Bubbles formed in the brown eggshell-colored batter that laid there, helpless to the high heat and spatula that slid beneath the crisping edges for a quick flip to the other side of the imperfect circle for another browning. It was just shy of flawless.

“They’re pretty!” my mom said.

“Yep.”  Ordinarily, I’d be jazzed, but I’d seen this before. My hopes were high the consistency would be right this time.

The first two were ready, and I put them on a plate.

“Taste them,” I instructed, after I’d dressed them.

She chewed.

“Hmph!” she chirped. My mother “hmphs” a lot, but the inflections tell the inveterate what she’s thinking.

Her “hmph” confused me because—DOGGONEIT! —she was still chewing.

“This is strange. They’re kind of— “

“Like a sponge?”

“Yeah. It’s strange.”

“I told you! It’s me!”

***

Come visit me, and I’ll make a production of at least one of our meals together. The table is always set—dinner plate, salad plate, soup bowl, coffee mug and saucer, red and white wine glasses, cloth napkins with napkin rings. Would you rather sit on the sofa to eat? I’ll likely serve you on a wooden serving tray. But if you love me, pretend to or think you may need me to do a favor for you one day, don’t expect me to make you pancakes. There’s no point in the beauty of ceremony, when I can just put a sponge on a really nice plate for you.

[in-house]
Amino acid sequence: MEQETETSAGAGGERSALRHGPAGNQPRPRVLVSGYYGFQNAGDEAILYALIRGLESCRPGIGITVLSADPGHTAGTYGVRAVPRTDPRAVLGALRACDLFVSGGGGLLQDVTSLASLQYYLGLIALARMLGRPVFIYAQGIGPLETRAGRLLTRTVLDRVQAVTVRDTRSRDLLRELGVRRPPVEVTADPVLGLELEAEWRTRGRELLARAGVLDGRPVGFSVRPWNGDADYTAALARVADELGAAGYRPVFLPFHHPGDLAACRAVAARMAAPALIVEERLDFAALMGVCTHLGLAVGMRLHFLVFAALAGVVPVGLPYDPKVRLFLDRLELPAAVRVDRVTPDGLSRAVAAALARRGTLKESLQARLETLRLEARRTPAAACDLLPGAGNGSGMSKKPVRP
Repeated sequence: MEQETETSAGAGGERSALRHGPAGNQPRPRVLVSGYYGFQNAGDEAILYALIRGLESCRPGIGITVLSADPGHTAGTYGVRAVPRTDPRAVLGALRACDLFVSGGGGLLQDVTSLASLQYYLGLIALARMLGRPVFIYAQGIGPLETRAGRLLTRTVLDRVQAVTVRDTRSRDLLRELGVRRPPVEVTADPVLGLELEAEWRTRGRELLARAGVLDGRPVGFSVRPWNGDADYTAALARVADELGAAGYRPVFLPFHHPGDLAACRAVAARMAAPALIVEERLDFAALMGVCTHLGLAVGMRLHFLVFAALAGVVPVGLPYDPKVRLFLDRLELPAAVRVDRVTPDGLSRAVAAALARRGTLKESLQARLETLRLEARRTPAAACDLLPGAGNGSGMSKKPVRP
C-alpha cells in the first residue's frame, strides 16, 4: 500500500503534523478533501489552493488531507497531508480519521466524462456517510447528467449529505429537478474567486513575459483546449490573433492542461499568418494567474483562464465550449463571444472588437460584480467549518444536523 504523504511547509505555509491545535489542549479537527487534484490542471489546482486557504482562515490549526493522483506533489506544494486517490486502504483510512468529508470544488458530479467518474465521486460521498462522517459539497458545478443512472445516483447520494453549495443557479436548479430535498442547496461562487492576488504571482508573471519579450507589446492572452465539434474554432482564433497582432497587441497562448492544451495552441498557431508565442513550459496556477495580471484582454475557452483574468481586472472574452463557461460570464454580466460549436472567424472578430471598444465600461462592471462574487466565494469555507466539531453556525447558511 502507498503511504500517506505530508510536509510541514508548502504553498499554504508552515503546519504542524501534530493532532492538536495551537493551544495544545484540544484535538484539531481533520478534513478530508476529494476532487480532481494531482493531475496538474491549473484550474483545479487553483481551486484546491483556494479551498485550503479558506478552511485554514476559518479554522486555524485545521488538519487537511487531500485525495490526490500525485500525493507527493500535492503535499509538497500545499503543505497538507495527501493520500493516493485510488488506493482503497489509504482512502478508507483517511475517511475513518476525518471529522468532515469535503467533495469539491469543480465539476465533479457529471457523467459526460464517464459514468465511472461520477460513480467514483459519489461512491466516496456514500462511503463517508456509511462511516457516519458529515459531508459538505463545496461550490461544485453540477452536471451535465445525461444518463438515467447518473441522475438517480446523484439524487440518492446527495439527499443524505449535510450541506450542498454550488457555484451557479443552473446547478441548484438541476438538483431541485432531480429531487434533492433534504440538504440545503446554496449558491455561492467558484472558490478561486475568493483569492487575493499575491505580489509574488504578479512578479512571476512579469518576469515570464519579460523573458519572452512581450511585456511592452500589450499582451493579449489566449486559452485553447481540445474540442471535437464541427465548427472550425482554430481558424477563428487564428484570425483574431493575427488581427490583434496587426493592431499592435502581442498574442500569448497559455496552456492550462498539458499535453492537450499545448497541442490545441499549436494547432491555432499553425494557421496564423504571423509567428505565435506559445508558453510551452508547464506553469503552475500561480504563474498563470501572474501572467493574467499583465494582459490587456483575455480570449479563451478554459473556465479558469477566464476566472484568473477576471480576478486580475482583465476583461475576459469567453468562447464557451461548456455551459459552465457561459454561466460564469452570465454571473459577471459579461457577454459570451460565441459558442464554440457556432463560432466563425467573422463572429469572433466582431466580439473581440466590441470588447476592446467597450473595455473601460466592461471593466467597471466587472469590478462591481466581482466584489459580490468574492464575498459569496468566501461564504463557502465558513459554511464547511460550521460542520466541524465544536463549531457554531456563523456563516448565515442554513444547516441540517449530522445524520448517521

Want a glass of orange juice or coffee with that?

…maybe I should try making waffles.